MOXIE begins with a new school year. The first day of 11th grade finds 16-year-old Vivian trying to find her way in life and not become stressed about the future. At school on the first day, Vivian and her best friend, Claudia, talk about the impending list that’s going to come out. In this list, the high schoolers are classified with titles like “Best A**” and other lewd things of the like/ For now, however, all they really need to worry about is getting to class.

In English, viewers meet Lucy, a new teenager on the scene. When the English teacher asks them about their summer reading of THE GREAT GATSBY, Lucy posits a different point of view than her peers. For instance, she asks why can’t they read books not written by a rich white man. This rubs the class jock, Mitchell, the wrong way. Later, Mitchell subtly states that Lucy better get on his page while she’s getting a soda. Lucy goes to the principal to report Mitchell’s behavior as harassment, but the female principal dismisses Lucy’s concerns.

All this back and forth makes Vivian wonder about the status quo and whether there is any injustice at her school.

At a football pep rally at the high school, the lewd list goes live. Students gravitate to their phones only to be either distraught by others’ opinions or comment on the assigned titles of their peers. Vivian literally gets up in the middle of the rally and leaves, determined to do something about the horrific antics that plague her high school. Vivian’s mother was something of an amateur activist for females in her day. So, drawing from her mother’s old journals and photos, Vivian makes a Moxie manifesto of sorts that celebrates women and will hopefully call her classmates to a higher standard of appreciation for the opposite sex.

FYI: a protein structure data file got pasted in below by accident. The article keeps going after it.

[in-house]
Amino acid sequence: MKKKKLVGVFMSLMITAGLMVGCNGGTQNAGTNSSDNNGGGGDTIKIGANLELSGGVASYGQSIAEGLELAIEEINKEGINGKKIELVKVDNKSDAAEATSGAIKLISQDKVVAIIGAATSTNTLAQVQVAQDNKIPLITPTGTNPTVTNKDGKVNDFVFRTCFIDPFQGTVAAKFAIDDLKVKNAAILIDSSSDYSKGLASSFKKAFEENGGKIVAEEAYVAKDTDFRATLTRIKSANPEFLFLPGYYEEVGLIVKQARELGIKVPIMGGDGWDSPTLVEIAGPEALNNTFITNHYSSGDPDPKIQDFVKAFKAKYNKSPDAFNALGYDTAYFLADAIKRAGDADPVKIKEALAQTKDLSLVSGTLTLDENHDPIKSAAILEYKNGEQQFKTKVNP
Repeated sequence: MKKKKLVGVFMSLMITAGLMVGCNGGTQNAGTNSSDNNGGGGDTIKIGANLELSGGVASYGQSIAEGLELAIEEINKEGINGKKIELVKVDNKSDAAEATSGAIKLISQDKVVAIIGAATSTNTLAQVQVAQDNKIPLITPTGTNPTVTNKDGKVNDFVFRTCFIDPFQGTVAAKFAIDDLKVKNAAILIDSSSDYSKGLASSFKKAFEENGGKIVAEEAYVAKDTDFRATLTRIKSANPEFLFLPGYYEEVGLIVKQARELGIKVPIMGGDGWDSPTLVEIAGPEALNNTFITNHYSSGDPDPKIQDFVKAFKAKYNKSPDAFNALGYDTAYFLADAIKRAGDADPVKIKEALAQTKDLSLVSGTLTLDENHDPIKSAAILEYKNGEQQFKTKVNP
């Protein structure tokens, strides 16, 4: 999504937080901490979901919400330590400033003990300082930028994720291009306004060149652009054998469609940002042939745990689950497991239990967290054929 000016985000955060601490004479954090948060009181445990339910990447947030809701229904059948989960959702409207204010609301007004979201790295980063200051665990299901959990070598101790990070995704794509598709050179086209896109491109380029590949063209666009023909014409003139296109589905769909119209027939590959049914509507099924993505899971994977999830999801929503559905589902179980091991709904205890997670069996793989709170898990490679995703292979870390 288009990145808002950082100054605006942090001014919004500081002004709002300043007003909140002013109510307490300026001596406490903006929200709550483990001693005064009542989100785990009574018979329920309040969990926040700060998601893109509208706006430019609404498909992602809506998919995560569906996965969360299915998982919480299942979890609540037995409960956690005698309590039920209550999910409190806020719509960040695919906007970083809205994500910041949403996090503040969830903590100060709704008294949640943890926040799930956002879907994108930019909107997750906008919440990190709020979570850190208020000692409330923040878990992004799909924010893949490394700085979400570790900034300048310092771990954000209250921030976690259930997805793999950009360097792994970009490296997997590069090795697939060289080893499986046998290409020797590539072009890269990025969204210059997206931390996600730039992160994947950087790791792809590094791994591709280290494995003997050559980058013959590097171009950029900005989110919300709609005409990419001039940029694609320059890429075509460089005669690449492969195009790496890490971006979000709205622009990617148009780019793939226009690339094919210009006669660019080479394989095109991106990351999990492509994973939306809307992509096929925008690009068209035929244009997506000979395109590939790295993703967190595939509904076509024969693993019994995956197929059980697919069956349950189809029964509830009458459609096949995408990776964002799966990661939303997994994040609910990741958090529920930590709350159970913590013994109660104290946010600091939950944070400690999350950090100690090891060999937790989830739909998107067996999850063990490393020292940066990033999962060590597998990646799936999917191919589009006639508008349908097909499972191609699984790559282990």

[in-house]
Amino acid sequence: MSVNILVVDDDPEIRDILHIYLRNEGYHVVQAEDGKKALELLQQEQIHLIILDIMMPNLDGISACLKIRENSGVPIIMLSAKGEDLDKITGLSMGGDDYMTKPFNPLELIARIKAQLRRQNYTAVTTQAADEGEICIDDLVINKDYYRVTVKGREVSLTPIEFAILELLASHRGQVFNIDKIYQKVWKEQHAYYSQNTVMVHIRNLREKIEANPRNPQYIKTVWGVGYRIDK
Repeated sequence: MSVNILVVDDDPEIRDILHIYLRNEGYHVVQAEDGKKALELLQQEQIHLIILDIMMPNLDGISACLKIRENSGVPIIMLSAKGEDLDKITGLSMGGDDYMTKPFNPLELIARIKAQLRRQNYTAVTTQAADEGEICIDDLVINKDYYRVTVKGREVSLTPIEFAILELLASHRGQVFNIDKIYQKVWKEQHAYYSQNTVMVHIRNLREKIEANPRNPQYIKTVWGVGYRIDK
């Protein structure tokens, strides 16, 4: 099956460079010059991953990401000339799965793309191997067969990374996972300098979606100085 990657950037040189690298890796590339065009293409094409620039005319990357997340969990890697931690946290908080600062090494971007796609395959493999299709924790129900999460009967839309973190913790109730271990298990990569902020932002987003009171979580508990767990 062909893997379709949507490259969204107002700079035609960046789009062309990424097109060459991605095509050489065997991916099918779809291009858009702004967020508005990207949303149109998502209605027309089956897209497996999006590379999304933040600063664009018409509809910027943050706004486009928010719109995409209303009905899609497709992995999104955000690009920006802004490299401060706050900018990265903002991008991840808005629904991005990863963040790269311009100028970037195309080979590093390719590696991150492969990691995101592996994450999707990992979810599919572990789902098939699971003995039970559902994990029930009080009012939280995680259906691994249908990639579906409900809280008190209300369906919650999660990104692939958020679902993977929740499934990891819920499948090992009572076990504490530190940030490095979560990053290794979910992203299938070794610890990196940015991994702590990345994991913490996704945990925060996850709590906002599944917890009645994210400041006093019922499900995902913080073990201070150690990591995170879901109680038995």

The next day, Vivian brings 50 copies of the Moxie booklet she made and puts them in the ladies’ bathroom. Soon thereafter, the Moxie copies start to circulate through the school. This generates both an appeal and a disdain for Vivian’s cause.

Will Vivian’s efforts be enough to show naysayers that women deserve appreciation and respect?

MOXIE is well directed by SNL alumna Amy Poehler, who also produces and stars in the movie as the mother. MOXIE carries some similarities to Poehler’s work in MEAN GIRLS, which exposed the toxic behavior of teenage girls toward one another. This time, however, teenage boys aren’t off the hook, and their behavior is also criticized. The plot points in the script are stationed well throughout MOXIE. In addition, the movie’s character arcs are also clear.

Sadly, though, MOXIE has a strong, abhorrent Romantic, politically correct, radical feminist worldview. Feminist and politically correct messages become the center of the action. Also, though the lead character’s heart may be in the right place for wanting women to be treated with fairness and respect, her methods, as with many similar protest antics, cause an uproar. This makes discerning viewers wonder if there’s a better way for Vivian to make her point about treating women fairly and respectfully. MOXIE also contains one scene where two teenage females kiss, a New Age comment about the universe, some discussions about losing one’s virginity, dysfunctional family portrayals, some teenage alcohol abuse, disrespect for others, and other negative content. All these bad elements, plus lots of gratuitous foul language, make MOXIE an unacceptable movie for media-wise viewers.